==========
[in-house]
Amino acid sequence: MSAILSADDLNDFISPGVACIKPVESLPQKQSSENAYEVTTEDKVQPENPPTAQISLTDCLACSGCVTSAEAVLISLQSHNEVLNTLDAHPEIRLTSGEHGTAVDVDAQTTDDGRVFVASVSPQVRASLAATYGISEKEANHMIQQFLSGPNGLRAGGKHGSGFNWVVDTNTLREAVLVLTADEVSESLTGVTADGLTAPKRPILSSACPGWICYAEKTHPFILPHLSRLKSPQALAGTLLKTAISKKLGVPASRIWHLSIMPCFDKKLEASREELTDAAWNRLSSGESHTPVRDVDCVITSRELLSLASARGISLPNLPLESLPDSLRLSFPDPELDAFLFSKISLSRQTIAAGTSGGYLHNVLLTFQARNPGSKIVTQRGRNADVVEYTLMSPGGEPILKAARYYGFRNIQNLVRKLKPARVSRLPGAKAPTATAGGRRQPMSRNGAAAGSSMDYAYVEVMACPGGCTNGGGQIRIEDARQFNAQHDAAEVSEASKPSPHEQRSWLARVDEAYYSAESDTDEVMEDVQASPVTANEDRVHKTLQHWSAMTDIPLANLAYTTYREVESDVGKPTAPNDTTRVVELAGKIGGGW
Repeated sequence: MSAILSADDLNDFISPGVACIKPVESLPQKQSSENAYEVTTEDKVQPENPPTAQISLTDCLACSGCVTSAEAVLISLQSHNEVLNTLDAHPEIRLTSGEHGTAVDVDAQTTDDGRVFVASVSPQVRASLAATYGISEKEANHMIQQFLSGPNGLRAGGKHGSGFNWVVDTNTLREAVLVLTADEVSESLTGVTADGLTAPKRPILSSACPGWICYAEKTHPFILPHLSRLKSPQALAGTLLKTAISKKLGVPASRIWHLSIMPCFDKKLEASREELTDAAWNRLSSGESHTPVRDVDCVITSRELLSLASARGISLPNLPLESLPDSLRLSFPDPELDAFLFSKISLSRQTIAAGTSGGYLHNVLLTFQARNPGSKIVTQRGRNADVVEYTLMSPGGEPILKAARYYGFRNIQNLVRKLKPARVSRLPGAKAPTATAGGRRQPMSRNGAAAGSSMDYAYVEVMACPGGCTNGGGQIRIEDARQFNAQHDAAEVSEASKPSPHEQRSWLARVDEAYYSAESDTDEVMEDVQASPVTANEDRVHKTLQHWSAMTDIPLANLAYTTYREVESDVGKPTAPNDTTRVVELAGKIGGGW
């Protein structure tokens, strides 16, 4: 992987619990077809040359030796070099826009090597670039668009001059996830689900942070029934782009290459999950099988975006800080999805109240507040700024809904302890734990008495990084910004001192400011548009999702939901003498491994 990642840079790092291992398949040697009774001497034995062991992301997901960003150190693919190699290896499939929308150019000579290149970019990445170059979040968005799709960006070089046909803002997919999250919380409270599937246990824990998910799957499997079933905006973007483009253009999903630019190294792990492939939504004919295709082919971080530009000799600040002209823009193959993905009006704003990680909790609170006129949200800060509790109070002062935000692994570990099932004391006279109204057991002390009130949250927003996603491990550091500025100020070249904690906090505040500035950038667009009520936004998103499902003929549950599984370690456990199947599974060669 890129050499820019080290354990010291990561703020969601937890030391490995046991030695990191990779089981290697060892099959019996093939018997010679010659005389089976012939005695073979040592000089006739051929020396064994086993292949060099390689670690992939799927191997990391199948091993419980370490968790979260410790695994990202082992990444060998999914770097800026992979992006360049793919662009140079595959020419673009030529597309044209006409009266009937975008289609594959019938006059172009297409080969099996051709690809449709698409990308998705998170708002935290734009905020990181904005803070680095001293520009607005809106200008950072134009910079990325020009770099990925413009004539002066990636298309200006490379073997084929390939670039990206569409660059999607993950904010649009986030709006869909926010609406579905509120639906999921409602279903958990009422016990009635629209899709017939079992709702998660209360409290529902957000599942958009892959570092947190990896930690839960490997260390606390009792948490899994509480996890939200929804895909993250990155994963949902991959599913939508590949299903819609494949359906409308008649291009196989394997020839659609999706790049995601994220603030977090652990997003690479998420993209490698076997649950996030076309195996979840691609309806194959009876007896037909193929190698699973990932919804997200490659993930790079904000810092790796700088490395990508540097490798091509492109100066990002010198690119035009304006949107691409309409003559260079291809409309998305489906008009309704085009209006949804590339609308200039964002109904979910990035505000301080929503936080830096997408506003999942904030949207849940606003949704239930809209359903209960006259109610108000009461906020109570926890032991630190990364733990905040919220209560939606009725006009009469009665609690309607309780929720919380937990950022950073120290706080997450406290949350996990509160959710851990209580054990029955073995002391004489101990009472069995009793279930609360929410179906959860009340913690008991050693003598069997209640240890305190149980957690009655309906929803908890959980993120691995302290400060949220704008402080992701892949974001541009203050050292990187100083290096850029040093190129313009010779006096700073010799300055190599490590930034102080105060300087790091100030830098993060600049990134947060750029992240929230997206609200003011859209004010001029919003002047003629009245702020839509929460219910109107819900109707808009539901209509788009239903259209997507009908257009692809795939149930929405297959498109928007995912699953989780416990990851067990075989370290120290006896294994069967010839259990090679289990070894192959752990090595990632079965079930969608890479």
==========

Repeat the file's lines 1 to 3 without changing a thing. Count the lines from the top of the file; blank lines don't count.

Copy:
[in-house]
Amino acid sequence: MSAILSADDLNDFISPGVACIKPVESLPQKQSSENAYEVTTEDKVQPENPPTAQISLTDCLACSGCVTSAEAVLISLQSHNEVLNTLDAHPEIRLTSGEHGTAVDVDAQTTDDGRVFVASVSPQVRASLAATYGISEKEANHMIQQFLSGPNGLRAGGKHGSGFNWVVDTNTLREAVLVLTADEVSESLTGVTADGLTAPKRPILSSACPGWICYAEKTHPFILPHLSRLKSPQALAGTLLKTAISKKLGVPASRIWHLSIMPCFDKKLEASREELTDAAWNRLSSGESHTPVRDVDCVITSRELLSLASARGISLPNLPLESLPDSLRLSFPDPELDAFLFSKISLSRQTIAAGTSGGYLHNVLLTFQARNPGSKIVTQRGRNADVVEYTLMSPGGEPILKAARYYGFRNIQNLVRKLKPARVSRLPGAKAPTATAGGRRQPMSRNGAAAGSSMDYAYVEVMACPGGCTNGGGQIRIEDARQFNAQHDAAEVSEASKPSPHEQRSWLARVDEAYYSAESDTDEVMEDVQASPVTANEDRVHKTLQHWSAMTDIPLANLAYTTYREVESDVGKPTAPNDTTRVVELAGKIGGGW
Repeated sequence: MSAILSADDLNDFISPGVACIKPVESLPQKQSSENAYEVTTEDKVQPENPPTAQISLTDCLACSGCVTSAEAVLISLQSHNEVLNTLDAHPEIRLTSGEHGTAVDVDAQTTDDGRVFVASVSPQVRASLAATYGISEKEANHMIQQFLSGPNGLRAGGKHGSGFNWVVDTNTLREAVLVLTADEVSESLTGVTADGLTAPKRPILSSACPGWICYAEKTHPFILPHLSRLKSPQALAGTLLKTAISKKLGVPASRIWHLSIMPCFDKKLEASREELTDAAWNRLSSGESHTPVRDVDCVITSRELLSLASARGISLPNLPLESLPDSLRLSFPDPELDAFLFSKISLSRQTIAAGTSGGYLHNVLLTFQARNPGSKIVTQRGRNADVVEYTLMSPGGEPILKAARYYGFRNIQNLVRKLKPARVSRLPGAKAPTATAGGRRQPMSRNGAAAGSSMDYAYVEVMACPGGCTNGGGQIRIEDARQFNAQHDAAEVSEASKPSPHEQRSWLARVDEAYYSAESDTDEVMEDVQASPVTANEDRVHKTLQHWSAMTDIPLANLAYTTYREVESDVGKPTAPNDTTRVVELAGKIGGGW